Expectation #7:  You MUST advertise your Social presences (online and off) if you want to jumpstart your community numbers. It doesn’t matter what you have to say or offer if nobody is there to hear you.  On-going advertising is worthwhile to COMPLEMENT organic growth and raise awareness outside your established communities.

Expectation #8:  Social Media is not an overnight success. Be patient. Your success will be determined by your audience sentiment (they will tell you if you have a successful Social program) and not your internal measurement. Traditionally, majority customer sentiment determines a brand’s service quality—and this tradition has not changed.

Expectation #9:  Establish trusted brand partnerships that will keep you connected to Social/Digital trends and strategies in order to keep you evolving. Adopt Social policies internally and train team members in best practices and engagement philosophies.  People say and do stupid things online, and your employees are people.

Expectation #10: As communities grow, so will the number of hours you need to commit to maintaining them. This is where things really start to get interesting—and consequently where most brands abandon their social ship citing budget restrictions.  Momentum is key. Don’t let your mouth write a cheque that your actions can’t cash. (Yeah, actions isn’t what I was thinking either.)

With a base understanding of realistic expectations, you can start to formulate what success will look like to you. Set goals, use benchmarks, and try and have a little fun.

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Filed under Social Media, social strategist, social writer

Add Social media strategies to your organization’s change initiatives for a more effective CHANGE

What is CHANGE?  Ask my friend Jim Graham at Felix Global, he knows all about it and shares it with you personally here.

How can Social Media strategies improve communication during an organizational CHANGE?  Here’s the top five:

1 – It provides a dialogue instead of a monologue.

2 – It provides a real-time transparency which builds trust.

3 – It empowers customer and employee  involvement through personal discussion. It’s people communicating with PEOPLE.

4 – It provides consistency in message with ONE dialogue to customers and employees.

5 – It’s low up-front investment, lower on-going maintenance and communication costs, and completely measurable.

Today’s environment of constant change means more than just mergers and acquisitions.  It’s the changing of platforms, communications and traditional business ideals.  Social media introduces community, transparency, authenticity, real-time responsibility and organic growth.  The one thing that hasn’t changed is the basic principle that “business strategies must be founded in PEOPLE, and the RELATIONSHIPS they create.”

Give your community the power to promote the CHANGE happening inside your organization themselves. It’s a good change.

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Beware—vanity metrics is a social media marketing meme

Most people don’t get social media.  Social Media marketing is about relationships first, selling second.

It’s a tough nugget to swallow, especially when the pressure from the c-suite is asking for the ROI.   Social media is not just a bolt-on tool or marketing channel with tried-and-true metrics.  It is fundamentally re-defining the relationships between consumers and brands.  Social media integrates PR, customer service, human resources and marketing into the digital space.  The social presence defines the brand–whether you choose to believe that or not.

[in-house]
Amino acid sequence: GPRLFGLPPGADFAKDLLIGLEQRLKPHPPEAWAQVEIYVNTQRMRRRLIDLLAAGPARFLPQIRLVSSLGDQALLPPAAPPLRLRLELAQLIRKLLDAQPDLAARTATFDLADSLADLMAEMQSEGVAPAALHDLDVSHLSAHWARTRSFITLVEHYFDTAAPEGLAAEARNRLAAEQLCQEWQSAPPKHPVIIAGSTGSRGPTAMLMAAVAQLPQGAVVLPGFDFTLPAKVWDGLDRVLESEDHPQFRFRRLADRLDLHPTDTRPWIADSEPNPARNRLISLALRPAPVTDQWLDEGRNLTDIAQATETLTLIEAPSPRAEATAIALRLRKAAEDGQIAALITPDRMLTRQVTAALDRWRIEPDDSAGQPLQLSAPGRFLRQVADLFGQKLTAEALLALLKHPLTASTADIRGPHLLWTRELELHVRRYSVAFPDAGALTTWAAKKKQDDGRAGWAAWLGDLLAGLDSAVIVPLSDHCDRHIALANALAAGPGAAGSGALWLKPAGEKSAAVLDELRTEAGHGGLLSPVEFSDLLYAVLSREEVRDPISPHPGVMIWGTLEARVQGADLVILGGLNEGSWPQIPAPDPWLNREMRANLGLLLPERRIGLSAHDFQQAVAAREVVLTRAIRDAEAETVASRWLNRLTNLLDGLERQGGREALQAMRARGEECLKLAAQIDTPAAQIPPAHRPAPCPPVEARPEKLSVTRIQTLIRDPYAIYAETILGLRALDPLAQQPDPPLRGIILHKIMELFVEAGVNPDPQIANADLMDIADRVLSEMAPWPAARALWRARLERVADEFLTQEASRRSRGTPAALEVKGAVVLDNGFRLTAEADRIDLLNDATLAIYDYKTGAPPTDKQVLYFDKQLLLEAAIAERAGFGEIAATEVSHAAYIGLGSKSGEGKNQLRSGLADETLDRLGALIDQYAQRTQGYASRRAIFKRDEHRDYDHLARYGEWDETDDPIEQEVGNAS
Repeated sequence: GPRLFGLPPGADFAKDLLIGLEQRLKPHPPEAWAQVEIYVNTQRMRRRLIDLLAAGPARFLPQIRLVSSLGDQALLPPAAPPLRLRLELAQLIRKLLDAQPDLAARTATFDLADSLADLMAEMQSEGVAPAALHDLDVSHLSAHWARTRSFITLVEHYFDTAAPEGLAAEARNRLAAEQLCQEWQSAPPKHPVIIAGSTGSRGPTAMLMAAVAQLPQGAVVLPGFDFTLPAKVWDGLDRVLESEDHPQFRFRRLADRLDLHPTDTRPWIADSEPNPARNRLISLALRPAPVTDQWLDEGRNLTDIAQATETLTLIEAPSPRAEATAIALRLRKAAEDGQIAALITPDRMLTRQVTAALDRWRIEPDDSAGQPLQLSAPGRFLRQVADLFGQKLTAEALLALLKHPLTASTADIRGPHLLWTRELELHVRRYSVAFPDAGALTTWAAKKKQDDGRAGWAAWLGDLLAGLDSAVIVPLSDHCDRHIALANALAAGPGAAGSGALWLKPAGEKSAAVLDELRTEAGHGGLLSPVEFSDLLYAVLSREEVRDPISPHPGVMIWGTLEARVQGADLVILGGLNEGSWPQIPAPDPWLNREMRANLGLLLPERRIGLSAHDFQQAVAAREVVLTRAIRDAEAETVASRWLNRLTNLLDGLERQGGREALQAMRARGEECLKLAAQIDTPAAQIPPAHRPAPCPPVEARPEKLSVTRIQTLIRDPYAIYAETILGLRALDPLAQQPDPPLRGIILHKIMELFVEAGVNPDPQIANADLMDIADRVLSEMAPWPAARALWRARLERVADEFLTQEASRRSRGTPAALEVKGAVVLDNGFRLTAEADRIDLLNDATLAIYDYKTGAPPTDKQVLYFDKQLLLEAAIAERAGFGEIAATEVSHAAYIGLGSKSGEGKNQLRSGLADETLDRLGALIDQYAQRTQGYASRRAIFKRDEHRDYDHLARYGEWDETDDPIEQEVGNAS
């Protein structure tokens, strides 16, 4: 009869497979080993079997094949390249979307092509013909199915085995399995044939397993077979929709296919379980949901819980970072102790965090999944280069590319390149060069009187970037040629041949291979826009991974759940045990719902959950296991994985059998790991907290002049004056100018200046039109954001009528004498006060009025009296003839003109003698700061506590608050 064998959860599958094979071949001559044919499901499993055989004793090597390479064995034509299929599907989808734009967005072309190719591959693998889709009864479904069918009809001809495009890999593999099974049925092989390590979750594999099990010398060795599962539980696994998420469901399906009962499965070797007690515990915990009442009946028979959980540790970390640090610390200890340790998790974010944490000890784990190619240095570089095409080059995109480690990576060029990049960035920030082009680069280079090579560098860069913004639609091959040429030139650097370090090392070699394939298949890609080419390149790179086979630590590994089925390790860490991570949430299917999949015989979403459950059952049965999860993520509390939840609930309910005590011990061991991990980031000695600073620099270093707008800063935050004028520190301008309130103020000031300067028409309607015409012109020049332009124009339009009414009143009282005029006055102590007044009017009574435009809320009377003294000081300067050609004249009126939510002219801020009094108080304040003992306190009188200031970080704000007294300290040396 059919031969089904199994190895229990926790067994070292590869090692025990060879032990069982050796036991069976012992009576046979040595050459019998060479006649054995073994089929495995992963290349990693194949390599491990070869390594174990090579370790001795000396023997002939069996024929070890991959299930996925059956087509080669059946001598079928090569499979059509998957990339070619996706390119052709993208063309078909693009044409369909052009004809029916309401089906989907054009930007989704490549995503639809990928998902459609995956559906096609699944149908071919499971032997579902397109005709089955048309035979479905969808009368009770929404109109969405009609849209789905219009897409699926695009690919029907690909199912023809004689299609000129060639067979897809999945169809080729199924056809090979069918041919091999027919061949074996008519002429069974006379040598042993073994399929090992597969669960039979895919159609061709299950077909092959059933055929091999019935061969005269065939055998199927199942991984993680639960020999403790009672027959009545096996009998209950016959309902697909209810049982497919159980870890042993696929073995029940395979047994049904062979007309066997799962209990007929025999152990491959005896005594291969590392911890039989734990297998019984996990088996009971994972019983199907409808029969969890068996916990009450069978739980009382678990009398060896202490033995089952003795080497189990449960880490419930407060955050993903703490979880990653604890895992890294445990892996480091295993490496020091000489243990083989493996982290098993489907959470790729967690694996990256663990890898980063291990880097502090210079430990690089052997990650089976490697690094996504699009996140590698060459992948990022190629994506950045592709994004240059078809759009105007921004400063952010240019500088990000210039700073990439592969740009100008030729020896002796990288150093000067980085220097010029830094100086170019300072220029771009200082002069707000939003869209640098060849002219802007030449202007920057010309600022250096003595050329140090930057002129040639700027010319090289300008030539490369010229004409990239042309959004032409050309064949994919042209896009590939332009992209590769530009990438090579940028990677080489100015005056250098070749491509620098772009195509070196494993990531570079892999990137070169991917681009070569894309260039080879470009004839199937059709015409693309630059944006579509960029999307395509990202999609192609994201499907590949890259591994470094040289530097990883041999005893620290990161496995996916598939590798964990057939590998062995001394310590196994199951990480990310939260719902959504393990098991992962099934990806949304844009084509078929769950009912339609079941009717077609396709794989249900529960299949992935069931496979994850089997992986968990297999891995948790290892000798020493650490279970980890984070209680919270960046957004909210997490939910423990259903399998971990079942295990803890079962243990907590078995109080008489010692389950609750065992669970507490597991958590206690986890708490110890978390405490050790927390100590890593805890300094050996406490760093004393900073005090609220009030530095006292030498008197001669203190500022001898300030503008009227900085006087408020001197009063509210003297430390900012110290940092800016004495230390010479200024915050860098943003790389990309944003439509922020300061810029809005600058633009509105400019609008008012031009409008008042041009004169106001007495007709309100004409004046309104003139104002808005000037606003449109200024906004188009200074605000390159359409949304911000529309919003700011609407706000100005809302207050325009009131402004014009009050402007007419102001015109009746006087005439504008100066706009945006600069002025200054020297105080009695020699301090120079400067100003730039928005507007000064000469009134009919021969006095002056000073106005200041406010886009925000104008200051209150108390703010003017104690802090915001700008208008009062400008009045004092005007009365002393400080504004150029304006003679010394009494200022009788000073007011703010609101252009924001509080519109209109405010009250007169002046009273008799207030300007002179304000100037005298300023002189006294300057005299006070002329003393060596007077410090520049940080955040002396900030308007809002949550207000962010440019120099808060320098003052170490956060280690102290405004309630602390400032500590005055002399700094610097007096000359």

The challenges lie in measuring and feeding the Social success back into the traditional measuring tactics.  It’s a square peg in a round hole.

Most organizations struggle with this concept because they don’t know what Social success looks like.   (I have sat in a long list of boardrooms and witnessed many interested organizations be led astray by the misinformed marketer who is in the business of inventing business—for themselves.)  This is the unfortunate validation of vanity metrics that perpetuates the meme.

Focusing on vanity metrics (numbers of fans, followers, likes, etc.) is the quickest way to watch any social media program tank before it even grows legs.  I’m not suggesting that they should be ignored, but they don’t represent reality and can easily mislead a brand in gauging meaningful performances in these channels.

The number of ‘followers’ you have does not make you better than anyone else. Hitler had millions, and Jesus had 12.

Focus instead on actionable metrics such as engagement and share of voice, which are currently the two major trending metrics for measuring success in social media.  Determine your piece of the total conversation pie and set realistic benchmarks to increase that percentage.  Track and measure that growth.  And then do the same for your competitors.  You can’t control what you don’t measure, and you can’t measure what you don’t understand.

When you prioritize the wrong measurement tactics, you’ll get poor results and squander your resources all because you’re either a) reaching for a recipe that doesn’t match up to your business objectives, b) getting bad advice from a social media “expert” or c) you’re trying to impress your boss.

Cultivating a loyal, quality audience who opt-in is much more effective than pushing strict marketing objectives in a ‘spray and pray’ philosophy.  You may have initial success with numbers, but the program will not be sustainable.  Invite Social Media into all corners of your business and build a strategic plan from the inside-out.  Be realistic, be honest, and set social and digital goals that you can measure.

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Filed under Social Media, social strategist, Uncategorized, world news